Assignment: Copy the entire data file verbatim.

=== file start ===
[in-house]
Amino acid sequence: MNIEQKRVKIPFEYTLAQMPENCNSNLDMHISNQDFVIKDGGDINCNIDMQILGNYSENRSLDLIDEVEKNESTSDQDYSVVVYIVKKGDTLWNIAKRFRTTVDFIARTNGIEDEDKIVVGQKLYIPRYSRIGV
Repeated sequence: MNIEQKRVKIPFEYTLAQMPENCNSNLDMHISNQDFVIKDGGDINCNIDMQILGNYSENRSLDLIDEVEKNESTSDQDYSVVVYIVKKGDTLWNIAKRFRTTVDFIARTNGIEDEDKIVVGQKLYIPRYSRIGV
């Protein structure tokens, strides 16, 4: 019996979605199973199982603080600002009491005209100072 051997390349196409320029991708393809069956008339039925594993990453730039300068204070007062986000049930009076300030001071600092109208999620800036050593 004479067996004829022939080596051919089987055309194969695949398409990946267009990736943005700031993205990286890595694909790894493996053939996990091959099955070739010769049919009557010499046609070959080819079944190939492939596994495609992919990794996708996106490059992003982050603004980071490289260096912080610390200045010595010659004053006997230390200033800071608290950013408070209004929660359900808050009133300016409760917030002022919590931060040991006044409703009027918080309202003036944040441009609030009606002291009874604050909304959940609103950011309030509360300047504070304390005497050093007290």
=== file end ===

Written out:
[in-house]
Amino acid sequence: MNIEQKRVKIPFEYTLAQMPENCNSNLDMHISNQDFVIKDGGDINCNIDMQILGNYSENRSLDLIDEVEKNESTSDQDYSVVVYIVKKGDTLWNIAKRFRTTVDFIARTNGIEDEDKIVVGQKLYIPRYSRIGV
Repeated sequence: MNIEQKRVKIPFEYTLAQMPENCNSNLDMHISNQDFVIKDGGDINCNIDMQILGNYSENRSLDLIDEVEKNESTSDQDYSVVVYIVKKGDTLWNIAKRFRTTVDFIARTNGIEDEDKIVVGQKLYIPRYSRIGV
């Protein structure tokens, strides 16, 4: 019996979605199973199982603080600002009491005209100072 051997390349196409320029991708393809069956008339039925594993990453730039300068204070007062986000049930009076300030001071600092109208999620800036050593 004479067996004829022939080596051919089987055309194969695949398409990946267009990736943005700031993205990286890595694909790894493996053939996990091959099955070739010769049919009557010499046609070959080819079944190939492939596994495609992919990794996708996106490059992003982050603004980071490289260096912080610390200045010595010659004053006997230390200033800071608290950013408070209004929660359900808050009133300016409760917030002022919590931060040991006044409703009027918080309202003036944040441009609030009606002291009874604050909304959940609103950011309030509360300047504070304390005497050093007290």